sure, i agree we are 'pharmocolic experts'. we have to be. as for the argument of toxicity vs adverse effect, i can only attest to what i've read in the past and what grand rounds has shown me. let me get some info and i'll pass along what i find out.

    as to defining what adverse effect is, or what overdose is, i think there are some similarities and overlapping. i see it as a grey area, but.. let me posit this.. if an overdose of fentanyl, let's say, causes severe bradycardia, severe hypotension and ultimately asystole, who's to say that an accumulated dose (or even one time dose) can't cause similar reactions? i think we think of overdose as a volume/amount issue, and adverse effect regardless of volume/amount, but i think it goes 'deeper' than that. none the less, i almost took your questions as a tad rhetorical, as they easily can be.
    Teasing out minutia, splitting hairs, and beating dead horses have a place in refining a point. We're teaching here. I know you know the big picture and I also know people casually throw out terms that they think mean one thing, but mean another. Discussions like these are valuable even though on their face, they may appear trivial. Thanks for playing along, E.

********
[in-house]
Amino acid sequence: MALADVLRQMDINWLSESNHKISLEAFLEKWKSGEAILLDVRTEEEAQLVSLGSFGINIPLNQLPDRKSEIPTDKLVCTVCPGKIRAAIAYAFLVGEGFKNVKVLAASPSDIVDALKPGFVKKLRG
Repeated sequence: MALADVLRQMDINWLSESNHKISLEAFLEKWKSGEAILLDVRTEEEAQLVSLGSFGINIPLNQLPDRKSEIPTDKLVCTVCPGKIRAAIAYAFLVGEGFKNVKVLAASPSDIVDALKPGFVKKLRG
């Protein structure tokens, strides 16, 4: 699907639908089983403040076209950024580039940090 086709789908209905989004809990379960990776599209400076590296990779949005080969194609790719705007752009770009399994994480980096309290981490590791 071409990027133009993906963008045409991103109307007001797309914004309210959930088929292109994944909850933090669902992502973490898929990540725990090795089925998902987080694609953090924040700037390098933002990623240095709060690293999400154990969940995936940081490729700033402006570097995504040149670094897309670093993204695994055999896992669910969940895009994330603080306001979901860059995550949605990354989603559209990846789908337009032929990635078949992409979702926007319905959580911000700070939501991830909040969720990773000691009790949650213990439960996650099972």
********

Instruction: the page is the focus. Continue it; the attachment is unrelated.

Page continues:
Similar Threads

  1. Green ouside theatre
    By dr.abdulaziz in forum Anesthesia Adjunct Review
    Replies: 22
    Last Post: 05-15-2009, 07:21 PM
  2. Urine Drug Tests for Doctors?
    By MmacFN in forum Passing Gas
    Replies: 9
    Last Post: 11-25-2008, 06:48 PM
  3. Drinking urine is awesome!
    By Burnt2 in forum Passing Gas
    Replies: 6
    Last Post: 10-19-2008, 06:15 AM
  4. Green Laser
    By nojrevorg in forum Passing Gas
    Replies: 6
    Last Post: 02-11-2008, 04:32 AM

Tags for this Thread

Bookmarks

Posting Permissions

  • You may not post new threads
  • You may not post replies
  • You may not post attachments
  • You may not edit your posts
  •  

More Information